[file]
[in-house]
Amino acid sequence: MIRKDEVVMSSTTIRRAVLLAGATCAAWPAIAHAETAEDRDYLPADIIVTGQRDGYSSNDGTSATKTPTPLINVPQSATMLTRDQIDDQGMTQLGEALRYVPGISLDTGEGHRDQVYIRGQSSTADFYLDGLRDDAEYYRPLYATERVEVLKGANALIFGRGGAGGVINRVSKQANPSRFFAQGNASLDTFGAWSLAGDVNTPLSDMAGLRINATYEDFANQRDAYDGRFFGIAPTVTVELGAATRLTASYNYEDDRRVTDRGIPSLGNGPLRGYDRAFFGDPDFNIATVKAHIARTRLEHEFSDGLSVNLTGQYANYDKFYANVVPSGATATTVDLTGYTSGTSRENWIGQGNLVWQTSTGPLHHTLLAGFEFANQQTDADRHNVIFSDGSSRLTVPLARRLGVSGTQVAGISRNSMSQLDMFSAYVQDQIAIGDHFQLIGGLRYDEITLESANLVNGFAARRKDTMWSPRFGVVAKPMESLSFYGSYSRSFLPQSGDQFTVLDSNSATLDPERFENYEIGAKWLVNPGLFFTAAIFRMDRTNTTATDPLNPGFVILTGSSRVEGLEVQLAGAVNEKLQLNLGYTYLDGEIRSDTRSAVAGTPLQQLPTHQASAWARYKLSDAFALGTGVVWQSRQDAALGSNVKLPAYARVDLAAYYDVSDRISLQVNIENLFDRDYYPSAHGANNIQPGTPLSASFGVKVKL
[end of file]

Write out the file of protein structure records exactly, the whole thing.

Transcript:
[in-house]
Amino acid sequence: MIRKDEVVMSSTTIRRAVLLAGATCAAWPAIAHAETAEDRDYLPADIIVTGQRDGYSSNDGTSATKTPTPLINVPQSATMLTRDQIDDQGMTQLGEALRYVPGISLDTGEGHRDQVYIRGQSSTADFYLDGLRDDAEYYRPLYATERVEVLKGANALIFGRGGAGGVINRVSKQANPSRFFAQGNASLDTFGAWSLAGDVNTPLSDMAGLRINATYEDFANQRDAYDGRFFGIAPTVTVELGAATRLTASYNYEDDRRVTDRGIPSLGNGPLRGYDRAFFGDPDFNIATVKAHIARTRLEHEFSDGLSVNLTGQYANYDKFYANVVPSGATATTVDLTGYTSGTSRENWIGQGNLVWQTSTGPLHHTLLAGFEFANQQTDADRHNVIFSDGSSRLTVPLARRLGVSGTQVAGISRNSMSQLDMFSAYVQDQIAIGDHFQLIGGLRYDEITLESANLVNGFAARRKDTMWSPRFGVVAKPMESLSFYGSYSRSFLPQSGDQFTVLDSNSATLDPERFENYEIGAKWLVNPGLFFTAAIFRMDRTNTTATDPLNPGFVILTGSSRVEGLEVQLAGAVNEKLQLNLGYTYLDGEIRSDTRSAVAGTPLQQLPTHQASAWARYKLSDAFALGTGVVWQSRQDAALGSNVKLPAYARVDLAAYYDVSDRISLQVNIENLFDRDYYPSAHGANNIQPGTPLSASFGVKVKL